The best books about queer swashbuckling

Who am I?

Two things I absolutely loved growing up: fantasy novels and history. Swashbuckling pirate stories are like a fantastic combination of both, and the way that the age of sail touched all corners of the world creates an opportunity for so many different kinds of stories to be told through this lens. As a queer writer, my passion is writing the kind of stories I loved as a child. As a trans adult, I find joy in making the next generations feel comfortable in their own skin. Living in Vancouver, B.C. I write novels and animated television, and I also co-host a podcast about advertising called Ad Creeps

I wrote...

Run in the Blood

By A.E. Ross,

Book cover of Run in the Blood

What is my book about?

Raised on the high seas as an avaricious corsair, Aela Crane has turned her back on her roots, but she can't seem to stem the ancient magic that courses through her. Del is a soft-spoken soldier who seems to know more about Aela's inherited powers than she does. Brynne's the crofter's daughter who's reluctantly learning to become a princess, if she could just get a certain swashbuckling someone off her mind.

As the three of them become more entwined in their own political predicaments, and each other's lives, they may discover that the legacies their parents have left them aren't as solid as they seemed. In fact, they may just slip through their fingers, leaving all three fumbling to forge their own future, before the kingdom comes crashing down around them.

The books I picked & why

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In Deeper Waters

By F.T. Lukens,

Book cover of In Deeper Waters

Why this book?

If you’re looking for a very sweet queer YA romance in a super original fantasy world, this is a great pick. I really loved the politics surrounding magic and how Lukens used those to drive the story. Tal is a real sweetheart protagonist who immediately pulls you in, makes you feel comfortable, and pulls you along for the ride. Another thing I appreciated about this book was the relationships between Tal and his siblings. At its heart, In Deeper Waters is a story about finding your own place in the world when the tide gets high, and I can really relate to that.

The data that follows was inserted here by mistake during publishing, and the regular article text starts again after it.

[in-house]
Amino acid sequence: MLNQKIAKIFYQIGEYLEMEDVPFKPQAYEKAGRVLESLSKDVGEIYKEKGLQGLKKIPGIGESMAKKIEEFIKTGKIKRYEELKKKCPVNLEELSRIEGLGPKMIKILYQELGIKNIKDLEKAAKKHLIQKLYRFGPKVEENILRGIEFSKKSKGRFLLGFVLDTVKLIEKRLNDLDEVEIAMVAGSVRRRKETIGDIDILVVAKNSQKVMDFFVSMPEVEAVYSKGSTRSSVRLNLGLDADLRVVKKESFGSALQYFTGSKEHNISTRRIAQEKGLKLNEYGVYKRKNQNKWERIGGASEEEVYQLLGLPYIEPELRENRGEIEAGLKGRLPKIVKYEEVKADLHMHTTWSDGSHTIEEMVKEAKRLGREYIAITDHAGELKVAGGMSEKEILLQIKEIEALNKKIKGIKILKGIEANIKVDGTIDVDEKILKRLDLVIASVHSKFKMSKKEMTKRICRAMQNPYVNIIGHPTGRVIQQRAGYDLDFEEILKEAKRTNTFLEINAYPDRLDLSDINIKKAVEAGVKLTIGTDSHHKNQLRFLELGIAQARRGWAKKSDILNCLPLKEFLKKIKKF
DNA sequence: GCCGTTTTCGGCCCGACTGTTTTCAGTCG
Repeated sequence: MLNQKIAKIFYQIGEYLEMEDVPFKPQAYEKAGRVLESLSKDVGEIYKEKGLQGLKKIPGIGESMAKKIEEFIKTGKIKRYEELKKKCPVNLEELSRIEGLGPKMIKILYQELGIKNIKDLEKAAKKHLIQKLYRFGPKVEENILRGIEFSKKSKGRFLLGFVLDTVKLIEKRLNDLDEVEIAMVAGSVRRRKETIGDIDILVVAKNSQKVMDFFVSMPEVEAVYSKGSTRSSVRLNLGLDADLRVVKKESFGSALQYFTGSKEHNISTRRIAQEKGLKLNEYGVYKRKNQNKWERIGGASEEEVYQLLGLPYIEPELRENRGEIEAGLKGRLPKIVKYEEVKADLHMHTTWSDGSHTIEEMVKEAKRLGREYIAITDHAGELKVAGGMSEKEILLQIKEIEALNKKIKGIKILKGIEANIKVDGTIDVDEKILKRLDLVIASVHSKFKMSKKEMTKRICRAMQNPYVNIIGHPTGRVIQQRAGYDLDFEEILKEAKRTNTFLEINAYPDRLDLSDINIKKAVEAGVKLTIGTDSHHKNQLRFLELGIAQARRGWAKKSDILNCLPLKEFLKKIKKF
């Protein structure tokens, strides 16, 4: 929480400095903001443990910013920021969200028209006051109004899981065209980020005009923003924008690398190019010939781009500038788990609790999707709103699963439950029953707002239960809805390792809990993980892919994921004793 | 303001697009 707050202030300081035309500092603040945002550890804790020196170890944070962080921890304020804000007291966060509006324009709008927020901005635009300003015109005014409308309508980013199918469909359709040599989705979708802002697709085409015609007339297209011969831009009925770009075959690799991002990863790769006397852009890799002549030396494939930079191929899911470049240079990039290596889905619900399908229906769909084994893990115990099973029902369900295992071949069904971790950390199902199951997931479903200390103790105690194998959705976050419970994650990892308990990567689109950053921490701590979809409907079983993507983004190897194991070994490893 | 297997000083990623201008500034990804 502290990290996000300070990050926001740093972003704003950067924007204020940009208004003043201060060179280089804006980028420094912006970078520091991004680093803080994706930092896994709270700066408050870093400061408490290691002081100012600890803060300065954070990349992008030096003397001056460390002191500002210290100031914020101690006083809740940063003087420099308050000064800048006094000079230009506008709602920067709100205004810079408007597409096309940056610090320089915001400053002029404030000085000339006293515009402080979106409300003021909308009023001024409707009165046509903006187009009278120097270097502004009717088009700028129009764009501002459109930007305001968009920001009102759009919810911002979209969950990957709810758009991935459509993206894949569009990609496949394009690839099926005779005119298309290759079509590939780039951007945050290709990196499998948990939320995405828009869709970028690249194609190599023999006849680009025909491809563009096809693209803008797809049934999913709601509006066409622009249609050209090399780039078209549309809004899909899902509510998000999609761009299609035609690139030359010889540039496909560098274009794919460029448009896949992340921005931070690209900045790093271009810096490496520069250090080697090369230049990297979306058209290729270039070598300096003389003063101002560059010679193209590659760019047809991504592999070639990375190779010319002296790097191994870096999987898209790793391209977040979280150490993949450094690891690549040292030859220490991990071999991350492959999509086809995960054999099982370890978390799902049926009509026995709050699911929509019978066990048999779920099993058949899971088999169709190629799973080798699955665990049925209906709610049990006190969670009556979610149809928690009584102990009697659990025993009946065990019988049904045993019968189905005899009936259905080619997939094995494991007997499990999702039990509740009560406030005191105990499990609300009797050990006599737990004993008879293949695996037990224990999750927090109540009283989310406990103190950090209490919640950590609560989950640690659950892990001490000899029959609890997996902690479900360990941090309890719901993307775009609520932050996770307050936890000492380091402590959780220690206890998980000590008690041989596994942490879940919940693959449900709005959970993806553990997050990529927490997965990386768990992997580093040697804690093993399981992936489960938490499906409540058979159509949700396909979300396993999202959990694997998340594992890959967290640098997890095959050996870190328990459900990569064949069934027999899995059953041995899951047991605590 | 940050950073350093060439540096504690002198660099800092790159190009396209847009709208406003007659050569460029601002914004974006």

A Clash of Steel: A Treasure Island Remix

By C.B. Lee,

Book cover of A Clash of Steel: A Treasure Island Remix

Why this book?

I’m a huge fan of queer re-tellings (as you can probably sense from this list) as well as lush, detailed historical fiction, and C.B. Lee delivers both in this vivid, adrenaline-spiking adventure. My favorite thing about this story is how Lee takes the bones of Treasure Island and reanimates them, bringing a new perspective to a classic by shifting the focus from traditional Western pirate narratives. Riding the waves with Xiang as she discovers her own identity and family history is an absolute delight, and seeing her relationship with Anh grow is a beautiful thrill. 

A Darker Shade of Magic

By V.E. Schwab,

Book cover of A Darker Shade of Magic

Why this book?

I’m an absolute sucker for both intricate world-building and alternate dimensions, and the way Schwab manages to thread the needle between fantasy and traditional science fiction concepts made my head spin. I was hooked from the moment I realized there were parallel worlds. Kell and Lila are great leads, and I loved the combative energy between them. I really love slow-burn relationships, including friendships, and it’s fun to see this pair go from strangers to tentative allies. While A Darker Shade of Magic doesn’t feature a queer romance, the second book in the series does, and it’s well worth the wait. 

Peter Darling

By Austin Chant,

Book cover of Peter Darling

Why this book?

I’ve read a lot of Peter Pan retellings, but this one is my favorite of them all. I think as queer people we relate to the idea of eternal youth, and of having the time to do things over the right way. I feel this even more as a trans person, and seeing this story explore the idea of Peter Pan as a transitioning Wendy Darling feels like a favorite song I haven’t heard in a long time. Plus, the classic swashbuckling pirate Captain Hook and his relationship with Peter are positively spicy. This is a great, affirming read and a story that’s both familiar and excitingly novel at the same time. 

The Mermaid, the Witch, and the Sea

By Maggie Tokuda-Hall,

Book cover of The Mermaid, the Witch, and the Sea

Why this book?

I can’t help it, I am an absolute sucker for a girl dressing up as a boy. It’s a classic trope in lesbian fiction, and while it’s reminiscent of trans masculine narratives, it’s also a fantastical reflection of butch/femme dynamics, and these two things can co-exist in the literary world. Flora/Florian is a really special protagonist, and her relationship with Evelyn is as exciting as the overall story. Tokuda-Hall has clearly had so much fun weaving in a variety of fantasy elements, throwing us mermaids, witches, pirates, and, of course, the Sea. 

5 book lists we think you will like!

Interested in Pirates, queer topics and characters, and gay men?

5,887 authors have recommended their favorite books and what they love about them. Browse their picks for the best books about Pirates, queer topics and characters, and gay men.

Pirates Explore 54 books about Pirates
Queer Topics And Characters Explore 95 books about queer topics and characters
Gay Men Explore 43 books about gay men

And, 3 books we think you will enjoy!

We think you will like Spellbound, The Dark Wife, and The Secret Garden if you like this list.